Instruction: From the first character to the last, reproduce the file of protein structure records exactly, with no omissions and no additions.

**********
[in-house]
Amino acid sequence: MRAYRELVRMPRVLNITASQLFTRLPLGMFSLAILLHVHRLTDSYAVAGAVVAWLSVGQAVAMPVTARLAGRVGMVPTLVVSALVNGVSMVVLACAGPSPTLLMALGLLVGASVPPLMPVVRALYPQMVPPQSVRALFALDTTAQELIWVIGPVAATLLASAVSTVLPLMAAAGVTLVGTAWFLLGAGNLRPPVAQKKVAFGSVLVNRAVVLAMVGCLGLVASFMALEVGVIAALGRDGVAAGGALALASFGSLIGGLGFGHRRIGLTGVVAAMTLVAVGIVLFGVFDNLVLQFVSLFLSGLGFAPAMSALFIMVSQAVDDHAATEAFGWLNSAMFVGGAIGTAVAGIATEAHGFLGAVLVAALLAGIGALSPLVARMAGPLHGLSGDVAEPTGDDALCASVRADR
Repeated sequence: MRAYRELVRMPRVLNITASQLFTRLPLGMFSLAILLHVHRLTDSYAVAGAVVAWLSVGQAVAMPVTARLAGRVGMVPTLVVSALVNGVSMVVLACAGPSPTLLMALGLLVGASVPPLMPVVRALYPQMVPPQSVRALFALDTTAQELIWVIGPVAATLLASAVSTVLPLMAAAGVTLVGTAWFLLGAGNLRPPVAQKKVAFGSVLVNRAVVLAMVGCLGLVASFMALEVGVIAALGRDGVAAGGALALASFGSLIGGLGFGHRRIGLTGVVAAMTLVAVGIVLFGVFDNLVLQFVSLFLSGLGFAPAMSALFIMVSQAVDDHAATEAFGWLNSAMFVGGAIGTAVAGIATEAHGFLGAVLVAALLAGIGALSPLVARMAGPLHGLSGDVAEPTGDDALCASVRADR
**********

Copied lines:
[in-house]
Amino acid sequence: MRAYRELVRMPRVLNITASQLFTRLPLGMFSLAILLHVHRLTDSYAVAGAVVAWLSVGQAVAMPVTARLAGRVGMVPTLVVSALVNGVSMVVLACAGPSPTLLMALGLLVGASVPPLMPVVRALYPQMVPPQSVRALFALDTTAQELIWVIGPVAATLLASAVSTVLPLMAAAGVTLVGTAWFLLGAGNLRPPVAQKKVAFGSVLVNRAVVLAMVGCLGLVASFMALEVGVIAALGRDGVAAGGALALASFGSLIGGLGFGHRRIGLTGVVAAMTLVAVGIVLFGVFDNLVLQFVSLFLSGLGFAPAMSALFIMVSQAVDDHAATEAFGWLNSAMFVGGAIGTAVAGIATEAHGFLGAVLVAALLAGIGALSPLVARMAGPLHGLSGDVAEPTGDDALCASVRADR
Repeated sequence: MRAYRELVRMPRVLNITASQLFTRLPLGMFSLAILLHVHRLTDSYAVAGAVVAWLSVGQAVAMPVTARLAGRVGMVPTLVVSALVNGVSMVVLACAGPSPTLLMALGLLVGASVPPLMPVVRALYPQMVPPQSVRALFALDTTAQELIWVIGPVAATLLASAVSTVLPLMAAAGVTLVGTAWFLLGAGNLRPPVAQKKVAFGSVLVNRAVVLAMVGCLGLVASFMALEVGVIAALGRDGVAAGGALALASFGSLIGGLGFGHRRIGLTGVVAAMTLVAVGIVLFGVFDNLVLQFVSLFLSGLGFAPAMSALFIMVSQAVDDHAATEAFGWLNSAMFVGGAIGTAVAGIATEAHGFLGAVLVAALLAGIGALSPLVARMAGPLHGLSGDVAEPTGDDALCASVRADR